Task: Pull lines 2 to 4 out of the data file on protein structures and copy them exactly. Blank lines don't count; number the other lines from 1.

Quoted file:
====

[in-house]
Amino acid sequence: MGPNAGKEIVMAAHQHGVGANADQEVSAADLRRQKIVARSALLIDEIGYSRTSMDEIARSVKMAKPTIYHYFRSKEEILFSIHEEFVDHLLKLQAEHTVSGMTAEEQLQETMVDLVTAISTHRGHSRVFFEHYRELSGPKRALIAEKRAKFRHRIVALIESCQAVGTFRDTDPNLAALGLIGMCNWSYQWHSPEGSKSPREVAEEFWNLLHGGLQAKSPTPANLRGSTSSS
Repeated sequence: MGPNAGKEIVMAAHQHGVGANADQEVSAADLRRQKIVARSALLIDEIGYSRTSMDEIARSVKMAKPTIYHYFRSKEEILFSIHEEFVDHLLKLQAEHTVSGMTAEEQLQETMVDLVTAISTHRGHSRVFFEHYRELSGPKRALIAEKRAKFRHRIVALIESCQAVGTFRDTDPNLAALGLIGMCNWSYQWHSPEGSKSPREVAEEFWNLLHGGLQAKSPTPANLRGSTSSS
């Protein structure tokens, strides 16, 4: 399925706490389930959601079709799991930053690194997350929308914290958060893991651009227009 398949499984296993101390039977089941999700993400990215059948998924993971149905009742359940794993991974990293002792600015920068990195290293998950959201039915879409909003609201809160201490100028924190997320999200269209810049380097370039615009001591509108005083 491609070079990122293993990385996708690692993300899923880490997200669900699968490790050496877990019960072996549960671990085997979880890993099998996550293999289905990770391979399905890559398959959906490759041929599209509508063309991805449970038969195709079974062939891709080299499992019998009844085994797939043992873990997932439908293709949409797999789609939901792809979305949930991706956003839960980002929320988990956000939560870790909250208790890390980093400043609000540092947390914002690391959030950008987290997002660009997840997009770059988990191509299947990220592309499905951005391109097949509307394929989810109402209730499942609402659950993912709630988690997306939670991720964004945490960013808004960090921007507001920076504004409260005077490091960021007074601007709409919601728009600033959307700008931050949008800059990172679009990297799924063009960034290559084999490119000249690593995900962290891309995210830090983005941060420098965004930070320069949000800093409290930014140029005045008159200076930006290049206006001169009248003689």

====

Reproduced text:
Amino acid sequence: MGPNAGKEIVMAAHQHGVGANADQEVSAADLRRQKIVARSALLIDEIGYSRTSMDEIARSVKMAKPTIYHYFRSKEEILFSIHEEFVDHLLKLQAEHTVSGMTAEEQLQETMVDLVTAISTHRGHSRVFFEHYRELSGPKRALIAEKRAKFRHRIVALIESCQAVGTFRDTDPNLAALGLIGMCNWSYQWHSPEGSKSPREVAEEFWNLLHGGLQAKSPTPANLRGSTSSS
Repeated sequence: MGPNAGKEIVMAAHQHGVGANADQEVSAADLRRQKIVARSALLIDEIGYSRTSMDEIARSVKMAKPTIYHYFRSKEEILFSIHEEFVDHLLKLQAEHTVSGMTAEEQLQETMVDLVTAISTHRGHSRVFFEHYRELSGPKRALIAEKRAKFRHRIVALIESCQAVGTFRDTDPNLAALGLIGMCNWSYQWHSPEGSKSPREVAEEFWNLLHGGLQAKSPTPANLRGSTSSS
């Protein structure tokens, strides 16, 4: 399925706490389930959601079709799991930053690194997350929308914290958060893991651009227009 398949499984296993101390039977089941999700993400990215059948998924993971149905009742359940794993991974990293002792600015920068990195290293998950959201039915879409909003609201809160201490100028924190997320999200269209810049380097370039615009001591509108005083 491609070079990122293993990385996708690692993300899923880490997200669900699968490790050496877990019960072996549960671990085997979880890993099998996550293999289905990770391979399905890559398959959906490759041929599209509508063309991805449970038969195709079974062939891709080299499992019998009844085994797939043992873990997932439908293709949409797999789609939901792809979305949930991706956003839960980002929320988990956000939560870790909250208790890390980093400043609000540092947390914002690391959030950008987290997002660009997840997009770059988990191509299947990220592309499905951005391109097949509307394929989810109402209730499942609402659950993912709630988690997306939670991720964004945490960013808004960090921007507001920076504004409260005077490091960021007074601007709409919601728009600033959307700008931050949008800059990172679009990297799924063009960034290559084999490119000249690593995900962290891309995210830090983005941060420098965004930070320069949000800093409290930014140029005045008159200076930006290049206006001169009248003689």